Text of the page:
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other forms which have been published." An attempt is here made to execute this design in some degree, and the author will be highly gratified if it shall lead some one else to fulfil it more perfectly. A moment's reflection will satisfy any one that from the character of the materials composing these forms, and the manner of their combination, it was impossible to arrange each one under the usual divisions of confession, supplication, thanksgiving, and intercession: it is hoped, however, that all these subjects will be found substantially incorporated in them, and that nothing is omitted which is requisite to aid the soul in true devotion. To some, per. haps, they may appear defective in length, but whoever will notice their striking comprehensiveness, will read them slowly and emphatically, giving the mind time to dwell on their true meaning, and the heart opportunity to raise its affections towards Heaven, will, it is believed, withdraw the objection, especially when they are used in families composed of persons of different ages and characters, whose uneasiness under lengthened exercises ought not to be disregarded. Such as they are, the author now presents them to the Christian public, in the humble hope, that by the divine blessing, they will render no inconsiderable help to many individuals and families in the most important of all transactions, their intercourse with Heaven.

APRIL, 1834.



True devotion consists in having our hearts always devoted to God, as the sole fountain of all happiness, and who is ready to hear and to help his otherwise helpless and miserable creatures.


1stly. By earnest prayer! He that hungers and thirsts after righteousness will certainly be filled.

2dly. By possessing our hearts with a deep sense of our own misery and sinfulness, our wants and danger.

3dly. By considering God's goodness, power, and readiness to help.

Lastly. By convincing our hearts of the vanity of every thing else to afford us any real help or comfort.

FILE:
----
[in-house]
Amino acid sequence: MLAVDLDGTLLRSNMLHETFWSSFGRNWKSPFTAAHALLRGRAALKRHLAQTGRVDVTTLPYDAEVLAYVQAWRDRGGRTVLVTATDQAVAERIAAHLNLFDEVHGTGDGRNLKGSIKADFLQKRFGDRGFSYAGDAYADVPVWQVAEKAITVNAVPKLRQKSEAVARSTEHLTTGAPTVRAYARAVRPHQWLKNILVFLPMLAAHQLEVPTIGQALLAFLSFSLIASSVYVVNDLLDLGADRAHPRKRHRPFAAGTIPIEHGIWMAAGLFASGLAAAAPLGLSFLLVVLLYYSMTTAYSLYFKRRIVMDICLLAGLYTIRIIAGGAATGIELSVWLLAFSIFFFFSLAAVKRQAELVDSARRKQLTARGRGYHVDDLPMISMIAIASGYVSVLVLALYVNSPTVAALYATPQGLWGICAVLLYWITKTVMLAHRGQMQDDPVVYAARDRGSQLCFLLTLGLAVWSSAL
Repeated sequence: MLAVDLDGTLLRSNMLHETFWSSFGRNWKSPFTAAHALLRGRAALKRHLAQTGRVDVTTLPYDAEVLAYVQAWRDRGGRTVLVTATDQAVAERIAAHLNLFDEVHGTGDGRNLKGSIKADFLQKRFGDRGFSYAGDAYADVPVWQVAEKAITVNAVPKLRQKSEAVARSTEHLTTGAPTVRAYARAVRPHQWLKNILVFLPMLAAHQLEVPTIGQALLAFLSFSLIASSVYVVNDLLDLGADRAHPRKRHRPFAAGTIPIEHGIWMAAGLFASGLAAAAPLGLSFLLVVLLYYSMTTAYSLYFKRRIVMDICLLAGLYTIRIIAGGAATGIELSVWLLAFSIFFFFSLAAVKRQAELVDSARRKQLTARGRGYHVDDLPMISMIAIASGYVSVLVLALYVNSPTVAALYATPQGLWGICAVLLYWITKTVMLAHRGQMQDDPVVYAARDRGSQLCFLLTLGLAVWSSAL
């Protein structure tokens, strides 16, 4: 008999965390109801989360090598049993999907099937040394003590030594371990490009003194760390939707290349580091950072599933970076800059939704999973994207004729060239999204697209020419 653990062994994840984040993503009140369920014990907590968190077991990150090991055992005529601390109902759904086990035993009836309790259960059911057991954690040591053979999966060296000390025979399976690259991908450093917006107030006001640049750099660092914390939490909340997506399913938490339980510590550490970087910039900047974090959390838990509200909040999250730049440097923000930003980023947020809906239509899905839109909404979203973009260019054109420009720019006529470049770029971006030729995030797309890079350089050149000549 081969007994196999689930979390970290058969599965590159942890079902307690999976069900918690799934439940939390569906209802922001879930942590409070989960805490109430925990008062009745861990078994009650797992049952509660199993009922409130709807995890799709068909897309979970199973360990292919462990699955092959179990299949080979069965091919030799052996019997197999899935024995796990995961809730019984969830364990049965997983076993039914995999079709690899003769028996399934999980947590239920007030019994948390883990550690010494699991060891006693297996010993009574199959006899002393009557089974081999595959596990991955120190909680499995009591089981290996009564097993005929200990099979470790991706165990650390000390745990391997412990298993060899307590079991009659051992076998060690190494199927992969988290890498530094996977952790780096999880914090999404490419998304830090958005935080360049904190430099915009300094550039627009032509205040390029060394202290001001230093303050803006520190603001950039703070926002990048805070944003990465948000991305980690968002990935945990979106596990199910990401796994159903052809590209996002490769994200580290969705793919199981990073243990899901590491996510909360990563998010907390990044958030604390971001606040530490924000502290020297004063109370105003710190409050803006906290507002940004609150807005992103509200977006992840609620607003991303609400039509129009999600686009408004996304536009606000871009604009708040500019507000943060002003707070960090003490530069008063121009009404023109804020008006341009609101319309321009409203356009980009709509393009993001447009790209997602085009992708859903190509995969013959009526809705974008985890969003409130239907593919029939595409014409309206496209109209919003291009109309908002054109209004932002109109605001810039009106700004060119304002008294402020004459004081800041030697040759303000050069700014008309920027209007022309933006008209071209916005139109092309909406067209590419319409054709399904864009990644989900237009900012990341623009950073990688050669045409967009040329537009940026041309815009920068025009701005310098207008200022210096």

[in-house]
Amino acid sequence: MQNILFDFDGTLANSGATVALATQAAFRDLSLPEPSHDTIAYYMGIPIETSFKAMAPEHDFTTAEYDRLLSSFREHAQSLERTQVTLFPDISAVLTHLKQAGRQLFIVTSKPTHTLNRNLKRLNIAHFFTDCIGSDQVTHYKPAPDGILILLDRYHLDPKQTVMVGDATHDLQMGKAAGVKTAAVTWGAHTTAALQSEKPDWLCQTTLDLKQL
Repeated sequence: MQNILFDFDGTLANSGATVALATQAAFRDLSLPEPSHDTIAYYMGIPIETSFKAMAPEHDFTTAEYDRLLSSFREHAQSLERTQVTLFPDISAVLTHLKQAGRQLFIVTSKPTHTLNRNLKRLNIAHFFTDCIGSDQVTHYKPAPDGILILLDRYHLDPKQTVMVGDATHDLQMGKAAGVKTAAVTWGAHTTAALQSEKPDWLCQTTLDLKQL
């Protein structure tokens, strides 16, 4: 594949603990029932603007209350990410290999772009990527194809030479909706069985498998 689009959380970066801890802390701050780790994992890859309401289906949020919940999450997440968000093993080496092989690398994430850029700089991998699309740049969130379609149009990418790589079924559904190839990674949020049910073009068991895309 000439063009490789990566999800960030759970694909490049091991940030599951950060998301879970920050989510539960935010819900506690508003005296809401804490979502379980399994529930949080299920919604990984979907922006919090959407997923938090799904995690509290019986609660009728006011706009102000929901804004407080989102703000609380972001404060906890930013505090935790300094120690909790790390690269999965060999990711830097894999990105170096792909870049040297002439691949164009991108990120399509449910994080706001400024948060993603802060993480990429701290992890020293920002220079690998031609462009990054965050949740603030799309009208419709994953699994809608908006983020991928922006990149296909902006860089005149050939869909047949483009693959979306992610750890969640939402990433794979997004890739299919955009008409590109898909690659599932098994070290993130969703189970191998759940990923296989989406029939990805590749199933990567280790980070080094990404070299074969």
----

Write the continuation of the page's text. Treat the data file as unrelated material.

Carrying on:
Dying persons are generally more devout than others, because they then see their misery; that nothing in this world. can help them, and that God is their only refuge.


The spirit of God will not dwell in a divided heart. cannot feel the pleasures of devotion, while the world is our delight. Not that all pleasures are criminal, but the closer our union with the world, the less our union with God. A Christian, therefore, who strives after devotion, should taste sensual pleasures very sparingly; should make necessity, not bodily delight, his rule.

He that would be devout, must beware of indulging a habit of wandering in prayer; it is a crime that will grow upon us, and deprive us of the happiness we pray for.

Avoid, as much as may be, multiplicity of business. Nei ther the innocency nor the goodness of our employment will excuse, if it possess our hearts when we are praying to God.

Never be curious to know what passes in the world, any farther than duty obliges you; it will only distract the mind when it should be better employed.

Never intermit devotion, if you can help it; you will return to your duty like Sampson, shorn of his locks, weak and indifferent as other people of the world.

The oftener we renew our intercourse with God, the greater will be our devotion. Frequent prayer, as it is an exercise of holy thoughts, is a most natural remedy against the power of sin. Importunity makes no change in God, but it creates in us such dispositions as God thinks proper to reward.

Make it a law to yourself to meditate before you pray, as also to make certain pauses, to see if your hearts go along with your lips. They whose hearts desire nothing, pray for nothing.

He that has learnt to pray as he ought, has got the secret of a holy life.